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More Complex, More Robust: Activity-based costing systems are harnessing the internet and adding new functionality, giving companies more horsepower than ever. (Activity-based Costing).



ABC ABC
 in full American Broadcasting Co.

Major U.S. television network. It began when the expanding national radio network NBC split into the separate Red and Blue networks in 1928.
 isn't what it used to be. Activity-based costing In a business organization, Activity-based costing (ABC) is a method of allocating costs to products and services. It is generally used as a tool for planning and control. This is a necessary tool for doing value chain analysis.  and its offshoots -- activity-based management Activity-based management (ABM) is a method of identifying and evaluating activities that a business performs using activity-based costing to carry out a value chain analysis or a re-engineering initiative to improve strategic and operational decisions in an organization.  and activity-based budgeting -- are more sophisticated than ever, in part because of Internet-based tools that allow managers to share information across the entire corporation.

Managers can now get a good snapshot of the enterprise's customer profitability Customer profitability (CP) is the difference between the revenues earned from and the costs associated with the customer relationship in a specified period.

According to Philip Kotler,"a profitable customer is a person,household or a company that overtime,yields a revenue
, new product or service opportunities and suggestions for relationship-building. "What-if" scenarios allow testing of strategic and operational options before choosing a process or implementing costly changes. With some software, executives can even retrieve reports, scorecards and profitability data from the Internet and save them for off-line review.

In theory, ABC allows organizations to consolidate accounting, activity and output data into a single management tool. "Using this information, managers are able to make strategic activity-based management (ABM ABM: see guided missile.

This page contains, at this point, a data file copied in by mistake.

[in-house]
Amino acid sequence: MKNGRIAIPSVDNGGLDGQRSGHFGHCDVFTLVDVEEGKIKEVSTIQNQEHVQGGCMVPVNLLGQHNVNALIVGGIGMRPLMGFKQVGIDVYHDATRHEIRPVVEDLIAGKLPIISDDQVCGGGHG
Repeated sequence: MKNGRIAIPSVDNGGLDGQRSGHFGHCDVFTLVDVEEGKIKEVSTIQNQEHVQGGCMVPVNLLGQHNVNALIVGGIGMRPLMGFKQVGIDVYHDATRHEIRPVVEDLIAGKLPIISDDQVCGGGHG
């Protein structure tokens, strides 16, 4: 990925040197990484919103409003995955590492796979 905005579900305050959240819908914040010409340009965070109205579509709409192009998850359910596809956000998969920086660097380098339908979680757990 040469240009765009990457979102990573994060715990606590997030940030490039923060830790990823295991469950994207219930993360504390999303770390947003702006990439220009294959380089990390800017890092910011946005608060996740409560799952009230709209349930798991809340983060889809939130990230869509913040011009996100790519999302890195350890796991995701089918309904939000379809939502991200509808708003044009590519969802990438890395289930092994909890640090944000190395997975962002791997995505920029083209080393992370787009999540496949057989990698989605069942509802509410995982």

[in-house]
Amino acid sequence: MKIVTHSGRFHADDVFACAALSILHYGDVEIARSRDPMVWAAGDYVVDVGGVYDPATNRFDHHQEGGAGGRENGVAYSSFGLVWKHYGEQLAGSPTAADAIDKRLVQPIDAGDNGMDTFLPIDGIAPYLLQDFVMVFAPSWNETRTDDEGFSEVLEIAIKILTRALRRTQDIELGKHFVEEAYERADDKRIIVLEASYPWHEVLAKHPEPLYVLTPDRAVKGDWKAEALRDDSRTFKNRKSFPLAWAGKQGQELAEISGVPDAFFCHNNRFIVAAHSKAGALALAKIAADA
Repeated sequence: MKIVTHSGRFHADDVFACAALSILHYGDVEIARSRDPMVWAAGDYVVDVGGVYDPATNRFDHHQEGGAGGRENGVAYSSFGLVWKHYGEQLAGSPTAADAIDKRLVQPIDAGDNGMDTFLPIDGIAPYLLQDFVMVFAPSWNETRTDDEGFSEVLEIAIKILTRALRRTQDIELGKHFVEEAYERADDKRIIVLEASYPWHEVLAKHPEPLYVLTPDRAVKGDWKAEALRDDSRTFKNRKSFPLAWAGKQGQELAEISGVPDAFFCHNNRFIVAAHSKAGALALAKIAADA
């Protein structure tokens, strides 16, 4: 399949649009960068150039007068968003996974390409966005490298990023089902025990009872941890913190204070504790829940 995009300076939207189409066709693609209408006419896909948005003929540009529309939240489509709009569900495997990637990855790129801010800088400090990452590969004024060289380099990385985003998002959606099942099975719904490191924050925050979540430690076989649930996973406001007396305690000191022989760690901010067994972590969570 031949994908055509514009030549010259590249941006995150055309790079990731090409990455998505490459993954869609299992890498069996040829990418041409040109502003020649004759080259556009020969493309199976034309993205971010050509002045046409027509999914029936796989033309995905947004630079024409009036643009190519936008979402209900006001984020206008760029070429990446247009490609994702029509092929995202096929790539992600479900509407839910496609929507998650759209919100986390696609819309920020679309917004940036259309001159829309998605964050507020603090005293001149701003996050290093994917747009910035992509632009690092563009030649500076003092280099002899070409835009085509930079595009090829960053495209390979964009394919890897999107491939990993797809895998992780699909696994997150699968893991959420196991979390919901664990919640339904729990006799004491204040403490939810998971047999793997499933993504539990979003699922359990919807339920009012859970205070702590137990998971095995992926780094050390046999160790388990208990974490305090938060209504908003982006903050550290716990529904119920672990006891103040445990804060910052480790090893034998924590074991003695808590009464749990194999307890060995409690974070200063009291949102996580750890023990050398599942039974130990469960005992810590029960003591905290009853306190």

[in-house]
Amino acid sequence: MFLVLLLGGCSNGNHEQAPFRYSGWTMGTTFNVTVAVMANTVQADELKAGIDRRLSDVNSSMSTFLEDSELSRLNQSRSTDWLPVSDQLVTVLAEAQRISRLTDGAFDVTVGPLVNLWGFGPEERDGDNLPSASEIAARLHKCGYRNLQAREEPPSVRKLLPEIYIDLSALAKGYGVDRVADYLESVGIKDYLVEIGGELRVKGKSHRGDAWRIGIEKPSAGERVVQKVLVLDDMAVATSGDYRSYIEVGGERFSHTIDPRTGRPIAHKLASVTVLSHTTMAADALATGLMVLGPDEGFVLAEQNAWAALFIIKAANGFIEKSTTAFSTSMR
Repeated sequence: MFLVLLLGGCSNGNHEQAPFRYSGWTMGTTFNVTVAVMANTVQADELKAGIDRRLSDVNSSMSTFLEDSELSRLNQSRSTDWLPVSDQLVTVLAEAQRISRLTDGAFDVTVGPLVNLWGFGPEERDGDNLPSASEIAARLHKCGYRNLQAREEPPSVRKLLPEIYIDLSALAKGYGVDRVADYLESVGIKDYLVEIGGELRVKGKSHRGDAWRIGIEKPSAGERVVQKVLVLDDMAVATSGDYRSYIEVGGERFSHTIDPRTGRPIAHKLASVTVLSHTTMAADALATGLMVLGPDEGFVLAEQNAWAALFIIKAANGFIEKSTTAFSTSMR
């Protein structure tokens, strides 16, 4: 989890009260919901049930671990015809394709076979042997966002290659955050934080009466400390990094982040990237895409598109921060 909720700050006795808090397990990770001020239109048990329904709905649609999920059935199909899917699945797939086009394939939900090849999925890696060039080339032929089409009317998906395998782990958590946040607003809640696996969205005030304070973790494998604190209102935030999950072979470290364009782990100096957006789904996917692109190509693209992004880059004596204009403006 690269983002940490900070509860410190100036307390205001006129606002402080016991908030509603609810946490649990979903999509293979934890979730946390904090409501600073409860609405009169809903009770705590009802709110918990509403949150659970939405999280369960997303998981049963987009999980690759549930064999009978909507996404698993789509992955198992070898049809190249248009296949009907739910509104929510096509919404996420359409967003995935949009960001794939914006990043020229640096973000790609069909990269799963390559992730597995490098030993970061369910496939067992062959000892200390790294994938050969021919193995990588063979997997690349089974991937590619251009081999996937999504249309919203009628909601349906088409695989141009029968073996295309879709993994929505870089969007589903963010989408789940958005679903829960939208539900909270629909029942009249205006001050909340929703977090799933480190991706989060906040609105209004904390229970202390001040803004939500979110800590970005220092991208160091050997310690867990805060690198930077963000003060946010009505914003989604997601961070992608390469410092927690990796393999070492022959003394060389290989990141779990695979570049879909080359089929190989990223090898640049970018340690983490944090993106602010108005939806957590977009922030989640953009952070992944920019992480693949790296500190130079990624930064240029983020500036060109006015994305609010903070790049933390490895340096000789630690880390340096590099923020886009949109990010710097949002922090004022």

ABM - Asynchronous Balanced Mode
) decisions based on a complete picture of how their organization consumes resources and the results produced from the consumption of those resources," observes accounting firm Grant Thornton LLP This article or section is written like an .
Please help [ rewrite this article] from a neutral point of view.
Mark blatant advertising for , using .
.

With that, the firm says, companies "are able to better understand the linkages between demand for goods and services In economics, economic output is divided into physical goods and intangible services. Consumption of goods and services is assumed to produce utility (unless the "good" is a "bad"). It is often used when referring to a Goods and Services Tax. , and the factors that impact their capacity to satisfy that demand. This knowledge provides organizations with a significant competitive advantage."

A critical advance is faster decision-making. "These emerging applications improve corporate reaction times as business conditions change, and facilitate the sharing of market data and business intelligence at several levels within the organization and across the value chain," wrote AMR (1) (Adaptive Multi-Rate) A variable rate speech codec selected by the 3GPP for the 3G evolution of the GSM cellphone system (WCDMA). Using the Algebraic CELP (ACELP) compression technology, AMR provides toll quality sound at transmission rates from 4.75 to 12.  Research in a report last year on enterprise management.